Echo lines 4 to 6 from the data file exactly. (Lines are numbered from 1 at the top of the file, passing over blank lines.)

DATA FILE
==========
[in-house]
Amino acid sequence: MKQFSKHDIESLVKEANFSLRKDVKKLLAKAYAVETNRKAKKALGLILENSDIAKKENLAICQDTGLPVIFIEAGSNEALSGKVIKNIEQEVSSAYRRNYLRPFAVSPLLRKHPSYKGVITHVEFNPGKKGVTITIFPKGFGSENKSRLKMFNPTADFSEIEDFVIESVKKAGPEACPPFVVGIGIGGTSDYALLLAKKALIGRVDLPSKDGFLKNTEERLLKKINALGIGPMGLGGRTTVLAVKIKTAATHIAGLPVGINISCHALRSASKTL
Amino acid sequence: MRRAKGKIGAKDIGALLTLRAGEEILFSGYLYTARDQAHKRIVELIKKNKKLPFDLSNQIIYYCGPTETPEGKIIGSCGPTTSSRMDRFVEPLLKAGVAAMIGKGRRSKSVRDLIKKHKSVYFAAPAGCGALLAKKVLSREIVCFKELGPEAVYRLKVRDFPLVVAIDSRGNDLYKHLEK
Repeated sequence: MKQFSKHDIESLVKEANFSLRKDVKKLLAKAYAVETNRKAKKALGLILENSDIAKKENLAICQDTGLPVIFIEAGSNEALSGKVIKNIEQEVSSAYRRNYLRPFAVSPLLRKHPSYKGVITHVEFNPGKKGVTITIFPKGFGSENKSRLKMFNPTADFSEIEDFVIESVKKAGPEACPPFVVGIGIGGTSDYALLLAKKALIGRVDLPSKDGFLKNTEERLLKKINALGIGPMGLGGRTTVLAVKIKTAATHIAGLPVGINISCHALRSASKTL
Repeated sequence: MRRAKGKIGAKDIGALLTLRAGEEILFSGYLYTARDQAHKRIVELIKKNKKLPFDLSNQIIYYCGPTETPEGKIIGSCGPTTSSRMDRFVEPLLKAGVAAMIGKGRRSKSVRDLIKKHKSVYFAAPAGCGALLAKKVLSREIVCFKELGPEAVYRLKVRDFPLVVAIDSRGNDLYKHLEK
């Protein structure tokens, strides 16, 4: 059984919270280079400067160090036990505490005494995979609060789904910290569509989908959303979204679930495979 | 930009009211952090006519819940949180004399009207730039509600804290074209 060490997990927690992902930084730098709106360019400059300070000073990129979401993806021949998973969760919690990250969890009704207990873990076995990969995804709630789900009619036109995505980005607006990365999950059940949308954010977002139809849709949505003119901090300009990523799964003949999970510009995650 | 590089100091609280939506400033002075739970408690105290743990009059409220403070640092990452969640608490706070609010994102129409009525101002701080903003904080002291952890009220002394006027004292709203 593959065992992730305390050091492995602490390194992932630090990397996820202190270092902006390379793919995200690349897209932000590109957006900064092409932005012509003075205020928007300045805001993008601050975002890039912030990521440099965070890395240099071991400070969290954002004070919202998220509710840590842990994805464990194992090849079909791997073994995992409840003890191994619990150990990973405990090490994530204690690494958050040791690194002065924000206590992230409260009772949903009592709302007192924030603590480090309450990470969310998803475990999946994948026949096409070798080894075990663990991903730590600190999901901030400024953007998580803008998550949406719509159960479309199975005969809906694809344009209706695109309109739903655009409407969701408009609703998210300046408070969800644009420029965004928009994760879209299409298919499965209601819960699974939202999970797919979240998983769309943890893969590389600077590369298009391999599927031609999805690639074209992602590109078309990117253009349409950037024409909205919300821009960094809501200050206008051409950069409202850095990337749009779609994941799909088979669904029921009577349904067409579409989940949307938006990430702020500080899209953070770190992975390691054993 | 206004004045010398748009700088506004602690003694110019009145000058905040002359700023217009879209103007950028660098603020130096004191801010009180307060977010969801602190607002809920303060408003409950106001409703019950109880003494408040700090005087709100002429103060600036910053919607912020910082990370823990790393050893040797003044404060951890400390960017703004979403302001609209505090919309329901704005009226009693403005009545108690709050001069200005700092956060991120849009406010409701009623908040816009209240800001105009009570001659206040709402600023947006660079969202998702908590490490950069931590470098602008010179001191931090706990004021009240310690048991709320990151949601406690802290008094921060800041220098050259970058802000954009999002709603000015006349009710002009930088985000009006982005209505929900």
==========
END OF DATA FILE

Repeated sequence: MKQFSKHDIESLVKEANFSLRKDVKKLLAKAYAVETNRKAKKALGLILENSDIAKKENLAICQDTGLPVIFIEAGSNEALSGKVIKNIEQEVSSAYRRNYLRPFAVSPLLRKHPSYKGVITHVEFNPGKKGVTITIFPKGFGSENKSRLKMFNPTADFSEIEDFVIESVKKAGPEACPPFVVGIGIGGTSDYALLLAKKALIGRVDLPSKDGFLKNTEERLLKKINALGIGPMGLGGRTTVLAVKIKTAATHIAGLPVGINISCHALRSASKTL
Repeated sequence: MRRAKGKIGAKDIGALLTLRAGEEILFSGYLYTARDQAHKRIVELIKKNKKLPFDLSNQIIYYCGPTETPEGKIIGSCGPTTSSRMDRFVEPLLKAGVAAMIGKGRRSKSVRDLIKKHKSVYFAAPAGCGALLAKKVLSREIVCFKELGPEAVYRLKVRDFPLVVAIDSRGNDLYKHLEK
């Protein structure tokens, strides 16, 4: 059984919270280079400067160090036990505490005494995979609060789904910290569509989908959303979204679930495979 | 930009009211952090006519819940949180004399009207730039509600804290074209 060490997990927690992902930084730098709106360019400059300070000073990129979401993806021949998973969760919690990250969890009704207990873990076995990969995804709630789900009619036109995505980005607006990365999950059940949308954010977002139809849709949505003119901090300009990523799964003949999970510009995650 | 590089100091609280939506400033002075739970408690105290743990009059409220403070640092990452969640608490706070609010994102129409009525101002701080903003904080002291952890009220002394006027004292709203 593959065992992730305390050091492995602490390194992932630090990397996820202190270092902006390379793919995200690349897209932000590109957006900064092409932005012509003075205020928007300045805001993008601050975002890039912030990521440099965070890395240099071991400070969290954002004070919202998220509710840590842990994805464990194992090849079909791997073994995992409840003890191994619990150990990973405990090490994530204690690494958050040791690194002065924000206590992230409260009772949903009592709302007192924030603590480090309450990470969310998803475990999946994948026949096409070798080894075990663990991903730590600190999901901030400024953007998580803008998550949406719509159960479309199975005969809906694809344009209706695109309109739903655009409407969701408009609703998210300046408070969800644009420029965004928009994760879209299409298919499965209601819960699974939202999970797919979240998983769309943890893969590389600077590369298009391999599927031609999805690639074209992602590109078309990117253009349409950037024409909205919300821009960094809501200050206008051409950069409202850095990337749009779609994941799909088979669904029921009577349904067409579409989940949307938006990430702020500080899209953070770190992975390691054993 | 206004004045010398748009700088506004602690003694110019009145000058905040002359700023217009879209103007950028660098603020130096004191801010009180307060977010969801602190607002809920303060408003409950106001409703019950109880003494408040700090005087709100002429103060600036910053919607912020910082990370823990790393050893040797003044404060951890400390960017703004979403302001609209505090919309329901704005009226009693403005009545108690709050001069200005700092956060991120849009406010409701009623908040816009209240800001105009009570001659206040709402600023947006660079969202998702908590490490950069931590470098602008010179001191931090706990004021009240310690048991709320990151949601406690802290008094921060800041220098050259970058802000954009999002709603000015006349009710002009930088985000009006982005209505929900």